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American Legion Rider
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22,174 Posts
Discussion Starter #1
How many times have we read or heard this about motorcycles that won't crank
or they just click or buzz?

Maybe this title will get the attention of the next person who swears they have a
fully charged battery therefore it cannot be the battery that is their problem.

Think about these numbers when it comes to battery voltage. So when you see
12v on that multimeter, think again about whether or not you have a fully charged
or good battery.

State of Charge..............Battery voltage
......100%..............................12.65+
......75%............................... 12.45
......50%................................12.30
......25%................................12.10
.......0%.................................11.90


Numbers are approximate and depend on multimeter accuracy as well.
Don't know if it would do any good to make this a "Sticky"??? But maybe
the title will work on it's own. Corrections can be made if needed.
 

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Retired twice: Navy and as a govt contractor
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13,310 Posts
But it has 12 volts and it is a 12 volt battery :)
 

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Premium Member
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7,984 Posts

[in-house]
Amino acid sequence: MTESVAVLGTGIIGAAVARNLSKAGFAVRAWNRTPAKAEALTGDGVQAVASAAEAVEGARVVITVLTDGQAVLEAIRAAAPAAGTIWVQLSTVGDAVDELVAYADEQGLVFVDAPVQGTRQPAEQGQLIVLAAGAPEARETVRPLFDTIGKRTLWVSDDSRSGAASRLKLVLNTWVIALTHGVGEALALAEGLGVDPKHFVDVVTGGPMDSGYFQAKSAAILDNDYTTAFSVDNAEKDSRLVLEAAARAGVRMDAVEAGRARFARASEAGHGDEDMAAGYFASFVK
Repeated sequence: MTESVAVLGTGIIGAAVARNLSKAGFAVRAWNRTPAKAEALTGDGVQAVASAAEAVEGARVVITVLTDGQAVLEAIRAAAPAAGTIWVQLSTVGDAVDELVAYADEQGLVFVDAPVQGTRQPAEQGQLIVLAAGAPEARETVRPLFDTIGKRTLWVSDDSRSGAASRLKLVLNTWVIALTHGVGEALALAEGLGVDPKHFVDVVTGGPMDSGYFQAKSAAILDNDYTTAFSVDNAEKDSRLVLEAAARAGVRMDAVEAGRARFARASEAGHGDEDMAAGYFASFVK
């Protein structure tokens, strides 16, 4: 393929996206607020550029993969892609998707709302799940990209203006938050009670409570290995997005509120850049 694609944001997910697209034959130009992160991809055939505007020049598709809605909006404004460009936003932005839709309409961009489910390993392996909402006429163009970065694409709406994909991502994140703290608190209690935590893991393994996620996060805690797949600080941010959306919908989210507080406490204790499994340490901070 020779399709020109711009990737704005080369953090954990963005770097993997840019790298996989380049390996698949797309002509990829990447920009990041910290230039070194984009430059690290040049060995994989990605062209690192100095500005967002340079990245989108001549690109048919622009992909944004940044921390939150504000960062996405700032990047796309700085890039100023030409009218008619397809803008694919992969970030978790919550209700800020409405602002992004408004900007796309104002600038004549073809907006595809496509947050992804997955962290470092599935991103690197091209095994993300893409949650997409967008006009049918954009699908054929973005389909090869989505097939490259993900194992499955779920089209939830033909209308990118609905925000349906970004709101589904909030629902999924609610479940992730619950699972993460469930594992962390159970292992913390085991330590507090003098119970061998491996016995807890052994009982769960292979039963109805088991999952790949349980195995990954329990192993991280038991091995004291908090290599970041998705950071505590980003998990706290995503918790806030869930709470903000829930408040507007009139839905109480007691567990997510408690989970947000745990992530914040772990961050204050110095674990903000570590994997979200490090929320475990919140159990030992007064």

Another error often made is with solar panels. A 50 watt panel will charge at 4 amps. 50 divided by 11. But to charge a volts battery usually needs about 14.5 amps. Now we only get 3.4 amps, and the panel needs to fave the sun, which they rarely do. That reduces the amps by about half, down to 1.7 amps which is close to a 1.5 amp battery tender.
My van cage eats .75 amps doing nothing, so I use a 1.5 amp tender. The tractor which has a slightly smaller battery, has the 50 watt panel and a regulator.

The important number for most of the bike problems is: The battery is half flat at around 12.2 to 12.3 volts. I use 12.25.
One fridge on my boat has an alarm that screams if it senses about 11.75 volts or less. Maybe bikes could use an alarm set at 12.25 volts.

A book called Living on 12 volts, has more info than most of us can digest.

UK
 

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Mod/Motorcyclist/ Trucker/ Deplorable
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1,213 Posts
Amp hours(ah) on the battery and volts is what determines where your at in where you are with the health of a battery. Old battery = less than labeled ah.

Kinda like having a mug of beer versus a shot of beer. Each one may be full to the top but how much juice in it is definable by it capacity.

Other thing...small batteries getting hooked to a cage to jump usually means finishing them off. Battery tenders and trickle chargers FTW.
 

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American Legion Rider
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22,174 Posts
Discussion Starter #5

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American Legion Rider
Joined
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22,174 Posts
Discussion Starter #7